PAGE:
Atemporality: a Viable Historical Orientation?

556656621_ba9e8c870f_m[1] (This entry is a response I posted to Alex Reid’s post, “Atemporality in the Digital Humanities” on his blog Digital Digs. He’s responding to Bruce Sterling’s talk, “Atemporality and the Creative Artist” as well as Alex Halavais’s post on “worn technologies.” I re-post it here because it helps me think through some of the ways that book-futurists historicize the currently fluid and volatile changes in book-technologies. Mostly, I’ve been coming to understand that most book futurists, like Bolter, Lanham, and Landow, among others, to some degree argue that the long histories of the book don’t yield much in the way of understanding (not to mention participating in) the near or far-reaching future of books. Hopefully, I’ll make those arguments more specifically in (much) later blog posts. For now, though, in the following post, I try to come to terms, as generously as I can, with an alarming tendency to argue for un-historical approaches to understanding the future of the book. Here’s my comment on Alex’s post…)

You know, I’ve always been kind of off-put by the "get-it" sort of rhetorical snicker like the one Sterling drops. I’ve always felt that it creates a cool-kids/nerds binary or a paying-attention/oblivious binary. And when I don’t fully ‘get-it,’ I feel a bit condescended to. I only mention this to foreground some of my own resistance to Sterling ideas. My most strenuous attempt to ‘get’ the ‘it’ of what he’s saying suggests he is arguing for an un-historical (as opposed to an ahistorical approach). One that rejects the usefulness of historicizing contemporary problems.


I’ve been thinking about this sort of move a lot lately… arguing that historical approaches to understanding contemporary problems is less and less viable given the post-post-post-modern chaos soup we seem to be swimming in. In some senses, a sort of hyper-intellectualized resignation. In other cases, I think, a techno-cool-existentialism. But I digress. Sorry. I just don’t see the necessity of working outside historical continuities. Lyotard is right, I think, about the declining relevance of the grand narratives. But not because there are no useful narratives. Mostly because it’s becoming increasingly clear that the speed by which the narratives cover their arcs is increasing exponentially, to the point where it appears as though they’ve dissolved. Not necessarily though. Alternatively, instead of narratives of emplotted (Heidegger/Ricoeur) events, we might now need to move toward narratives of narratives. This approach is more complex, but certainly workable.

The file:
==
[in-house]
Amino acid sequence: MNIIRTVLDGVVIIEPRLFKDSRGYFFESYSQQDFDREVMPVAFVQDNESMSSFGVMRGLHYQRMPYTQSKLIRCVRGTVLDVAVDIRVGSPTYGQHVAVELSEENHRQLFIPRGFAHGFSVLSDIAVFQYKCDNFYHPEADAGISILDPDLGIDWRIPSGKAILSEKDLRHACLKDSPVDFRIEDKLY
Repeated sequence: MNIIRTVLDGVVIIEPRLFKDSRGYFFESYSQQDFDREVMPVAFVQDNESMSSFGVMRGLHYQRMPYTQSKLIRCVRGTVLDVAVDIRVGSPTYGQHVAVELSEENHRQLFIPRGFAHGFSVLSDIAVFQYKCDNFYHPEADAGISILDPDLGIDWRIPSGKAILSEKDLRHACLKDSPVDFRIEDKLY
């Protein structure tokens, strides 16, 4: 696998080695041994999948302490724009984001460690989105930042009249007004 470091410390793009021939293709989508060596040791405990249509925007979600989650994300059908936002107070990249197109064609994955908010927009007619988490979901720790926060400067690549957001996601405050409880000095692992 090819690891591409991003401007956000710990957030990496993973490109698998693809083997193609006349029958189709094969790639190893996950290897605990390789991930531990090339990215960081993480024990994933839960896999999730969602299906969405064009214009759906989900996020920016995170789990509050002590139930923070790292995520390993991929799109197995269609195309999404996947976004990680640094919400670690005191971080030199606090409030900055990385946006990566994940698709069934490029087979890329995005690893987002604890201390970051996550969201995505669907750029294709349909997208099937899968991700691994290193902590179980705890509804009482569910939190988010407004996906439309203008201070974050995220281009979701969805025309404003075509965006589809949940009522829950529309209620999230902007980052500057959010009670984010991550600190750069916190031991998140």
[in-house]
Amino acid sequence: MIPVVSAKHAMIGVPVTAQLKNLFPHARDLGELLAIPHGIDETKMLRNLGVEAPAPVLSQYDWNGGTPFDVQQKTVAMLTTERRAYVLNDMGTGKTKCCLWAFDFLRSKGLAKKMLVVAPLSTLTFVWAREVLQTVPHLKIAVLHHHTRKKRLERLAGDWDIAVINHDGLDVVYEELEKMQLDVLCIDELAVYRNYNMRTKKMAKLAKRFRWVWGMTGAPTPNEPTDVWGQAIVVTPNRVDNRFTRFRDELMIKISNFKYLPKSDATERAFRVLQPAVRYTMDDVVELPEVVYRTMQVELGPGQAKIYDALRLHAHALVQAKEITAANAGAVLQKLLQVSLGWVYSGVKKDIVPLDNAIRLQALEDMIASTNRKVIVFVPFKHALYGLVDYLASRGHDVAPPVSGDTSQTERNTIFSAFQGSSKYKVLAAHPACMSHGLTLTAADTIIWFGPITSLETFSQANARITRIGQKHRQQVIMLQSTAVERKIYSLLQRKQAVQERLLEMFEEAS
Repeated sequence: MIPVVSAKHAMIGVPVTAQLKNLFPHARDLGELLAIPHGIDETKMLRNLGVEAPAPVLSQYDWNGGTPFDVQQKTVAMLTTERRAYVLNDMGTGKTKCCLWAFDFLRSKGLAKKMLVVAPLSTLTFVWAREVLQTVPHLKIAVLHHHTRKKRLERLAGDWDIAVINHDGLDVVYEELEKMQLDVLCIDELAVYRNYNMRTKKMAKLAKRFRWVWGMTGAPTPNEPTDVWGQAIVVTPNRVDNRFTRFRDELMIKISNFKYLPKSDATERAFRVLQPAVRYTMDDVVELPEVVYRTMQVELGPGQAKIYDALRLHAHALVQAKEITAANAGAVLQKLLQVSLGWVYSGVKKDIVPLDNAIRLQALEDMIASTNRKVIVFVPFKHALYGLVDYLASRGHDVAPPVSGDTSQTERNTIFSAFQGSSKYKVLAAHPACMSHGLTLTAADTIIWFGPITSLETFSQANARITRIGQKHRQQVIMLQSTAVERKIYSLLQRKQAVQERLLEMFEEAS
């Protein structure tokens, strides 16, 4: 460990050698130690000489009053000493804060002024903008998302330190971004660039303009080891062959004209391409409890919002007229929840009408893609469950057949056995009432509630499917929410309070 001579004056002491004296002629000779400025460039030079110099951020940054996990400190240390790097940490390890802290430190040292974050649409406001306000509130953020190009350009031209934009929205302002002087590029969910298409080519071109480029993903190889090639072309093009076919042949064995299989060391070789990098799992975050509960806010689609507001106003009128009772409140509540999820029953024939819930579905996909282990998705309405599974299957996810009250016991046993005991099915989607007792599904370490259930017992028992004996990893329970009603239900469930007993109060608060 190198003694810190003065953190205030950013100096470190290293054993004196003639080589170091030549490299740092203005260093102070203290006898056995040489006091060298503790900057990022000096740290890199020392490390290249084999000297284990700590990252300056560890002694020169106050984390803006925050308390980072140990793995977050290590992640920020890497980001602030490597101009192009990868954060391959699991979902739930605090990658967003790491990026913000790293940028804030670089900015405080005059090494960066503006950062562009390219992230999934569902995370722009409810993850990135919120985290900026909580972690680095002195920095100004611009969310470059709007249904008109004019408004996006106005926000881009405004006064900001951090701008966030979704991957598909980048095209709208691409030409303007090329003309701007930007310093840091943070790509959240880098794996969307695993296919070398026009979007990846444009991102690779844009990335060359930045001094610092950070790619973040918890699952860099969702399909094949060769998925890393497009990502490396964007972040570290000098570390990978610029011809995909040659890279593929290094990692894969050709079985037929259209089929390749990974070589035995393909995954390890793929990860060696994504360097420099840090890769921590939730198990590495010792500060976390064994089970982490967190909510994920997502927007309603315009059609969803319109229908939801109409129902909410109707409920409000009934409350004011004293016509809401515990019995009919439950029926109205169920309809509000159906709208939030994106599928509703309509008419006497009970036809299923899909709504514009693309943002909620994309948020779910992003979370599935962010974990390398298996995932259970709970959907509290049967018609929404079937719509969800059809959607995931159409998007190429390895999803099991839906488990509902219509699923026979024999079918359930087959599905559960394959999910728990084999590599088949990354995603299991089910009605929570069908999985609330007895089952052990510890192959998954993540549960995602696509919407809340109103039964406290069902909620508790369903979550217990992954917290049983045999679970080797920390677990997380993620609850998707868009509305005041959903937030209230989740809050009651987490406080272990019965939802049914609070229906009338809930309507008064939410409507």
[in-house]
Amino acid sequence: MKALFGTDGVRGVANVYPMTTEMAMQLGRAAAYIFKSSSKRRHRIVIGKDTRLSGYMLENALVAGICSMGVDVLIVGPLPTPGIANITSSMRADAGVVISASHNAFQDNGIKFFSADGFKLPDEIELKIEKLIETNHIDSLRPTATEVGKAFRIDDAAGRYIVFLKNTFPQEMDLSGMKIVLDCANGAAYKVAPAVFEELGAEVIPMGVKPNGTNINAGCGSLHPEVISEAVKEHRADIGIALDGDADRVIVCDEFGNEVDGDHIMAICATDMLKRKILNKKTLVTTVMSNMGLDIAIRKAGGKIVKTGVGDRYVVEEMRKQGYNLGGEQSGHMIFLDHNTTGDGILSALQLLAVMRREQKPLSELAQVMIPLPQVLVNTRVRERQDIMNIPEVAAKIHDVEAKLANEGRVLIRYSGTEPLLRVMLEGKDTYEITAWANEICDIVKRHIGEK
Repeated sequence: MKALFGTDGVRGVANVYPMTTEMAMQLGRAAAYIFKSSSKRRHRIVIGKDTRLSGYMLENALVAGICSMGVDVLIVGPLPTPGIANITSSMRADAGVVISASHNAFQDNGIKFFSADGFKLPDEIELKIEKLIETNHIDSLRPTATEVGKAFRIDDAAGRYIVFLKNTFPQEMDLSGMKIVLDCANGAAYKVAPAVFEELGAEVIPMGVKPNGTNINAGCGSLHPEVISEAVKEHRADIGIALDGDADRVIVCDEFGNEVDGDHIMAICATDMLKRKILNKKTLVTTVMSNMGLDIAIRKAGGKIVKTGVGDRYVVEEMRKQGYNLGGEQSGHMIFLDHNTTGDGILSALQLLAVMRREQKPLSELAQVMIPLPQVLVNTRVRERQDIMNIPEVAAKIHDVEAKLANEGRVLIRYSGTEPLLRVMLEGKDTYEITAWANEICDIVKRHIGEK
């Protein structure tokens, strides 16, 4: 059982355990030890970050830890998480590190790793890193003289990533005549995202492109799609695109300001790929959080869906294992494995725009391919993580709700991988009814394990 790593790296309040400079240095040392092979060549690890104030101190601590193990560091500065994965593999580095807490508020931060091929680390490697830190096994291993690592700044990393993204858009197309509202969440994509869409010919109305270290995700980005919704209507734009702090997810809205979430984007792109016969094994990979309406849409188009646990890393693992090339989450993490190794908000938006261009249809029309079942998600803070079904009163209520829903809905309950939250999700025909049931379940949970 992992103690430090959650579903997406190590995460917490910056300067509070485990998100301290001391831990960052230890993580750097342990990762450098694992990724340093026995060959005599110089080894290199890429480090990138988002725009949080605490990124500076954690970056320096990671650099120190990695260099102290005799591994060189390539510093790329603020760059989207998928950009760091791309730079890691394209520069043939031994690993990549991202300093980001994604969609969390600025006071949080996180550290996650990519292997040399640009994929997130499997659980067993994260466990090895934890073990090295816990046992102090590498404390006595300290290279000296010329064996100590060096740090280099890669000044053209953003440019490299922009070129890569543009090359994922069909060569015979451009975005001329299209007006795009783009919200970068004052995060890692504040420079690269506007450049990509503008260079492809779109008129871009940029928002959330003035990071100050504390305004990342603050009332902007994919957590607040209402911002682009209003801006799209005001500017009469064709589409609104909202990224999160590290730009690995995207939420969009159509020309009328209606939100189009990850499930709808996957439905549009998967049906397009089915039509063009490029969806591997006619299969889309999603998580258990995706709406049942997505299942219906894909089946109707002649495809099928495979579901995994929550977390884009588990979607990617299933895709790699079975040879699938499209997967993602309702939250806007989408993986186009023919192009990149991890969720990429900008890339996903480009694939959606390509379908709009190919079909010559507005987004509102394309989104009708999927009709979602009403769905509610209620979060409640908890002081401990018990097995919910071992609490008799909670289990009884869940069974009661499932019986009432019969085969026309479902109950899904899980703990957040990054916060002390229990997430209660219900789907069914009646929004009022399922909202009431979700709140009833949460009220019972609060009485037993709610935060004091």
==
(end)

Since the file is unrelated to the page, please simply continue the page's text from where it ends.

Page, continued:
And I guess that’s where I come around to agreeing with Sterling’s nine-step-program. We can now work to deal with narratives of multiple micro-narratives to help us understand the complexity of certain contemporary problems. And the duration of these narratives will inevitably overlap, resulting in a weave of narratives across space and time. But it seems that this way of understanding Sterling’s program is more hyper-temporal or multi-temporal than atemporal.

Still, his program makes a lot of sense. It takes advantage of certain crowd-sourcing and database strategies that are very new within the historical scope of his discussion. These strategies allow him to combine multiple perspectives applied to a complex problem. And his steps to take advantage of multiple modes of communication and representation are also possible in ways that appear to be very, very new.

What it comes down to, for me, is that I agree with your suggestions that his program is about "rethinking the productivity of the problem where problems are not meant to be "solved" but rather to generate intellectual activity, to spur invention."

His program never gets prescriptive about how to apply the material it generates. In this way, it reminds me a lot of some of Ulmer’s Hueretics. Really powerful stuff. But ultimately about invention, rather than problem solving. Sterling’s program seems much more directed in response to specific problems.

I also want to mention that my reaction to Sterling’s tone/style was pretty negative. See my first paragraph here. I sensed that he relied on the audience ‘getting’ what he couldn’t actually figure out or articulate. To some degree that came across to me as rhetorically laze, which in turn, made me a bit skeptical as to the structure of his nine-step-program. For instance, I’m not sure I understand the logic of the progressive steps. Seems a bit odd for an atemporal creative artist. And I’m not sure about the coherence, either. To me, his program reads like a polemic against the tyranny of historical research, more than an earnest argument for problem solving. I’m thinking for instance, of the lack of steps it would take to walk into a library (or at least search a database of articles, or order a book). As a result it comes across as a bit "stylized." More attitude. Less problem solving.

I’m not saying that his project isn’t useful or interesting. I just don’t think it’s intended to solve problems.

But it does seem like a great model for invention. Especially in response to a problem. And given they way he’s conceptualized the artist as someone who coordinates, gathers, and forwards the invention of others, there’s good reason to believe Sterling’s intent is really not to solve a problem as much as it is to generate solution-ready-materials. And that, of course, is pretty great.

(image courtesy of bogenfreund’s flickr page; creative commons license: Attribution-Share Alike 2.0 Generic)